[dns-operations] Who Ignores TTLs ?
olaf at NLnetLabs.nl
Wed Feb 23 10:59:24 UTC 2011
On Feb 23, 2011, at 10:03 AM, Olaf Kolkman wrote:
> On Feb 21, 2011, at 5:22 PM, Roy Arends wrote:
>> On Feb 17, 2011, at 2:01 AM, Simon Lyall wrote:
>>> I keep seeing a persistent complaint that some DNS caching operators ignore TTLs or otherwise keep records for longer than the TTL would indicate.
>>> I suspect this might be an urban legend since most DNS caching software doesn't even offer this as an option last time I checked.
>>> Does anybody actually do this? Because it keep being brought up by some peopel as to why things like GSLB don't work.
>> At Nominet, we see various forms of TTL ignorance, independent of load balancing via DNS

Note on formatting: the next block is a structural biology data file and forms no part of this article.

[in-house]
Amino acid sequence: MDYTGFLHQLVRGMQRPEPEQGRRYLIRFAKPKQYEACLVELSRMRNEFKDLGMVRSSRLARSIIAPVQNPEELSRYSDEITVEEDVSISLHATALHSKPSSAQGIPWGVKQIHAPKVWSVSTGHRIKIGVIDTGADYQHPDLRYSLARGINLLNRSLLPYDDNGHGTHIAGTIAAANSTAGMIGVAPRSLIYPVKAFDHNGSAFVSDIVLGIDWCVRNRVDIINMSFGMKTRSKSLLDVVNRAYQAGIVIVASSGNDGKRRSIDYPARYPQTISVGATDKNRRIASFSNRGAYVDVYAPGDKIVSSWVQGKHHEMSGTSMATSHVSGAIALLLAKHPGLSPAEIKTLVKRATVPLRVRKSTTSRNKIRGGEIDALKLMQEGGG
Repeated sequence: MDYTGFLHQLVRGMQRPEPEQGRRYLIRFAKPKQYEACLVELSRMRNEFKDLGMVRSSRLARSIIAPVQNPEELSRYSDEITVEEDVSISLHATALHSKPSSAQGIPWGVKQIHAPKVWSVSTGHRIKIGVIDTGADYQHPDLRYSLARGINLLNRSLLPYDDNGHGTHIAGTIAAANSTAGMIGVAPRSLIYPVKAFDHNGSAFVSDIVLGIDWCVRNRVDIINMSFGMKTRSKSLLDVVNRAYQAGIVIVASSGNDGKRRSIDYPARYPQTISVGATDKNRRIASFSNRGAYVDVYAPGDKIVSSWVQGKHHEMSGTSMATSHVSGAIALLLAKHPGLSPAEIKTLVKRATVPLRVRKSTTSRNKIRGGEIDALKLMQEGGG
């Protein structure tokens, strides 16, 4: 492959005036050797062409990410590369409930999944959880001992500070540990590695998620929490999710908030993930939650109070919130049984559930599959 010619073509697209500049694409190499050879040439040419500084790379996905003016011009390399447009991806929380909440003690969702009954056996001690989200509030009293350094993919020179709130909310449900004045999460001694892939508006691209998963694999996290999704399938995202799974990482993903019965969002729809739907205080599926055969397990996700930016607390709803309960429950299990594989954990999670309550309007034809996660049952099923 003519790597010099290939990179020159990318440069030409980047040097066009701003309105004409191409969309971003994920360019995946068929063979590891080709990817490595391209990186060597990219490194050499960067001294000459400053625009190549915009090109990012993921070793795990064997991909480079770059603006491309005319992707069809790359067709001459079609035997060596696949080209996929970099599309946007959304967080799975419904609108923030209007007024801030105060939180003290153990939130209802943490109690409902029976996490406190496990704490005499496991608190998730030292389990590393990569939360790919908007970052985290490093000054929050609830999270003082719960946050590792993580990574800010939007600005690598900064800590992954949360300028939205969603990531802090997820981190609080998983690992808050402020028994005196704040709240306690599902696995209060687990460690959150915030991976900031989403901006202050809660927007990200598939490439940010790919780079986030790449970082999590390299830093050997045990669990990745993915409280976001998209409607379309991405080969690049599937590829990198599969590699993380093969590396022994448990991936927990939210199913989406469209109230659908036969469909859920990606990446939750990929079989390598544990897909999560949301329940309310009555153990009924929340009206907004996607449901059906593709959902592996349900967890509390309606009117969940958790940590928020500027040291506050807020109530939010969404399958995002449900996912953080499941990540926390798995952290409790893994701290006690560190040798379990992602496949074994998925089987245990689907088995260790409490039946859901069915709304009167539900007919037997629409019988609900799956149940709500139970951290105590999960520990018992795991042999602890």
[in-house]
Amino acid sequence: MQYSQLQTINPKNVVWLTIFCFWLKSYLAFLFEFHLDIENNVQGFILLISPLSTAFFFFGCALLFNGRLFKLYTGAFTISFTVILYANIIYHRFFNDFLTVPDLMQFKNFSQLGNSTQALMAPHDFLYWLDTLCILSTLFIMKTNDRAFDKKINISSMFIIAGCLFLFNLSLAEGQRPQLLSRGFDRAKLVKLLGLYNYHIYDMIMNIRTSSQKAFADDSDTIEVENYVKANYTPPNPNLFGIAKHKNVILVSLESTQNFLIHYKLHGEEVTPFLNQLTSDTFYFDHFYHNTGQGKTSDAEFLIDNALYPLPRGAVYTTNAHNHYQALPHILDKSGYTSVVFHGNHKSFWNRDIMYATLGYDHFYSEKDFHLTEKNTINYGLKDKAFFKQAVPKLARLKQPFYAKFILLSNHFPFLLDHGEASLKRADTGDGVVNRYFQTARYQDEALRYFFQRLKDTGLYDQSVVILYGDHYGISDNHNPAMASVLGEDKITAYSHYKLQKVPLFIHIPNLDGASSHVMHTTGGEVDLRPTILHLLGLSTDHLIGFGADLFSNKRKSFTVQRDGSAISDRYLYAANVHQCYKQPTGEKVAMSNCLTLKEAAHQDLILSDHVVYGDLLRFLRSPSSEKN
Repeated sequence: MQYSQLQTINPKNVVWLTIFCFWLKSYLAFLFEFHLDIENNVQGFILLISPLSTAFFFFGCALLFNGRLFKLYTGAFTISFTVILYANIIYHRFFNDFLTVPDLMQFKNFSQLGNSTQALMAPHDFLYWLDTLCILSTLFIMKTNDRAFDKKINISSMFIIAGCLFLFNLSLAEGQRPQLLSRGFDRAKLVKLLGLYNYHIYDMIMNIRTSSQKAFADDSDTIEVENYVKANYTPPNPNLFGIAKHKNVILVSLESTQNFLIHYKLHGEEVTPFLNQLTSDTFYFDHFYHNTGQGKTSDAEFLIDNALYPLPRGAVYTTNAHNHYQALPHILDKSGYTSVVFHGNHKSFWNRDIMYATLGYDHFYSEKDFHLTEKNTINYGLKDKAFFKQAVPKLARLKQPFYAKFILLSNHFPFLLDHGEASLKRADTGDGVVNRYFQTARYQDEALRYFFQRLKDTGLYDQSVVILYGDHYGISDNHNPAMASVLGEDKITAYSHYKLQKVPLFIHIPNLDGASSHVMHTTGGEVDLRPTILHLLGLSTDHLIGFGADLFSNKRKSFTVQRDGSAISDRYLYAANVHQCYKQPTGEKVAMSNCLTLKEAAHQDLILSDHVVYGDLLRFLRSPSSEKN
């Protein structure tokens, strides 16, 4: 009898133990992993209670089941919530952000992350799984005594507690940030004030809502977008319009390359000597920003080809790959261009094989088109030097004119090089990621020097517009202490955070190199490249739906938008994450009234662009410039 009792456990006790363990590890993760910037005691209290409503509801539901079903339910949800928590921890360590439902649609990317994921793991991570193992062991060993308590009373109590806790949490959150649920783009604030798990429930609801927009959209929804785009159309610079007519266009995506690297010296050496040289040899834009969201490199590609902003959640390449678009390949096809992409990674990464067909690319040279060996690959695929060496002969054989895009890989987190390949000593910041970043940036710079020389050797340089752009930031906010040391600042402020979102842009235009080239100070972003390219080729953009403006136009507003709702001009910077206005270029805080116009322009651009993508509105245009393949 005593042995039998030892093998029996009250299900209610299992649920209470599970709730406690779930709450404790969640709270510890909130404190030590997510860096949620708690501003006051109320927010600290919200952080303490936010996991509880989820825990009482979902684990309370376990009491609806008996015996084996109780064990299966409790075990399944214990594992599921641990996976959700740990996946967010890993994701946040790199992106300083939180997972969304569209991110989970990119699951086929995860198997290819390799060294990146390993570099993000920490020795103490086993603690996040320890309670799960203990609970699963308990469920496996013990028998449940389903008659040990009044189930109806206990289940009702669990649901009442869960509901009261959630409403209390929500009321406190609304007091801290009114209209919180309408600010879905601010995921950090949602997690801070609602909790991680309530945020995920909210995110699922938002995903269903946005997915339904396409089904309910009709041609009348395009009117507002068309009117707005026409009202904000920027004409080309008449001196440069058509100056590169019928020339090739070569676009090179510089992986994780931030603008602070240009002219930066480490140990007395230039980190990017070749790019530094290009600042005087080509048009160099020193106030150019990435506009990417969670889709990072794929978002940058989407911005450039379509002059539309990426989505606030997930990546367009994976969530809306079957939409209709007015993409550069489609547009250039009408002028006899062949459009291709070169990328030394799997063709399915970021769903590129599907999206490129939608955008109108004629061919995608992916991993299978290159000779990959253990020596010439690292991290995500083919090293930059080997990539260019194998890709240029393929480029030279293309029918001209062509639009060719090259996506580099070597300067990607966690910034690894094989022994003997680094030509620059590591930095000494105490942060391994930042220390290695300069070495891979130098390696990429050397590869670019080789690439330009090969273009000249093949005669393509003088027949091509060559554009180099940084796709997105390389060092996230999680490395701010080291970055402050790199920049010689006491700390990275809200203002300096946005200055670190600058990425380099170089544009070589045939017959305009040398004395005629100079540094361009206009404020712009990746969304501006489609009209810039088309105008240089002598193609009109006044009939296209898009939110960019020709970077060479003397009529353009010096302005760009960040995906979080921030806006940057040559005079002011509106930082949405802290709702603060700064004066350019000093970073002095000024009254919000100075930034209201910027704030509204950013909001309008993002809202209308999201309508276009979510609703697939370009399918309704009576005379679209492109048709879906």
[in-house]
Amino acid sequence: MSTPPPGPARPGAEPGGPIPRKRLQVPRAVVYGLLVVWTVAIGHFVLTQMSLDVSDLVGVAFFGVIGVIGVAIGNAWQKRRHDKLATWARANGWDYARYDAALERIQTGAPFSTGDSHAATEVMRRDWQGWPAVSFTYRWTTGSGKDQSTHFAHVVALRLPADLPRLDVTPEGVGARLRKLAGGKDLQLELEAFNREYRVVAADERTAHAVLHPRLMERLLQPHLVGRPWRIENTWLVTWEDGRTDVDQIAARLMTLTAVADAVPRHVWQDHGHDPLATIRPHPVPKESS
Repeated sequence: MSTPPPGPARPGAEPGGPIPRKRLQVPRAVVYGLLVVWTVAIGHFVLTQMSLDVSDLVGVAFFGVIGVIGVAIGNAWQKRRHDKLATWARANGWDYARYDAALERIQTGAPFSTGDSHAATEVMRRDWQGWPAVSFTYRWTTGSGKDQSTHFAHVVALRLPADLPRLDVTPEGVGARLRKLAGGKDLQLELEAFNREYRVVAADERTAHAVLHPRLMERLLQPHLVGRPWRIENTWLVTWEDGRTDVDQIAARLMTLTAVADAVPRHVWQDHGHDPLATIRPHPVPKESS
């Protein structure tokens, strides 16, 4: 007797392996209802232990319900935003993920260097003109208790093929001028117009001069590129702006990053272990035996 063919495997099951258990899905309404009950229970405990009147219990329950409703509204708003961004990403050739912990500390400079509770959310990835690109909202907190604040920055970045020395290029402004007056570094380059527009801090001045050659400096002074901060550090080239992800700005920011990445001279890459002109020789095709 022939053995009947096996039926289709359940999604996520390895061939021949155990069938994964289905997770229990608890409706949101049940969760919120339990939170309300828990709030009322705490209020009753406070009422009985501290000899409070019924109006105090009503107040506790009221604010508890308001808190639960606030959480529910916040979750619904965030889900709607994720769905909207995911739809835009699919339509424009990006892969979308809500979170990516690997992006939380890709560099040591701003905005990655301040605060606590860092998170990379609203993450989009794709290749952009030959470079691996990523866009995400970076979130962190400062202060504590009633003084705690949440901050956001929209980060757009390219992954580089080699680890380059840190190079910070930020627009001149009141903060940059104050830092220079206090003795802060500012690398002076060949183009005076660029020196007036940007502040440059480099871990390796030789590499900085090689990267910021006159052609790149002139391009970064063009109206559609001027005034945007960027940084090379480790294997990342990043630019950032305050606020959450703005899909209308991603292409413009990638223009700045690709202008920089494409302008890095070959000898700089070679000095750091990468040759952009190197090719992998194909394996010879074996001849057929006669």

> From the recursive nameserver perspective I can say what Unbound does with respect to honoring/ignoring TTLs. I do not think this is the behavior you are worried about, but it may serve as datapoint.
> Small TTL values are honored as long as they are larger than the cache-min-ttl config parameter. If the TTLs are smaller then the cache-min-ttl is used as the TTL. Per default the value of that param is 0, which means that RRsets with a TTL==0 will be disgarded. (Even when the TTL is 0 some RRs stick around internally for a second in order to do keep them around for validation)
> By default any TTL larger than 24hrs will be treated as being 24 hrs. The cache-max-ttl config parameter governs that behavior. RFC 2308 security considerations seem to allow for this.
Oh, I should add. (reading mail sequentially)
Unbound also does prefetching. But only if a query comes in for an RRset that is about to expire, not for any RRset that happens to be in the cache and is about to expire. In other words prefetching only happens for RRsets that are in popular demand anyhow.
Olaf M. Kolkman NLnet Labs
Science Park 140,
http://www.nlnetlabs.nl/ 1098 XG Amsterdam
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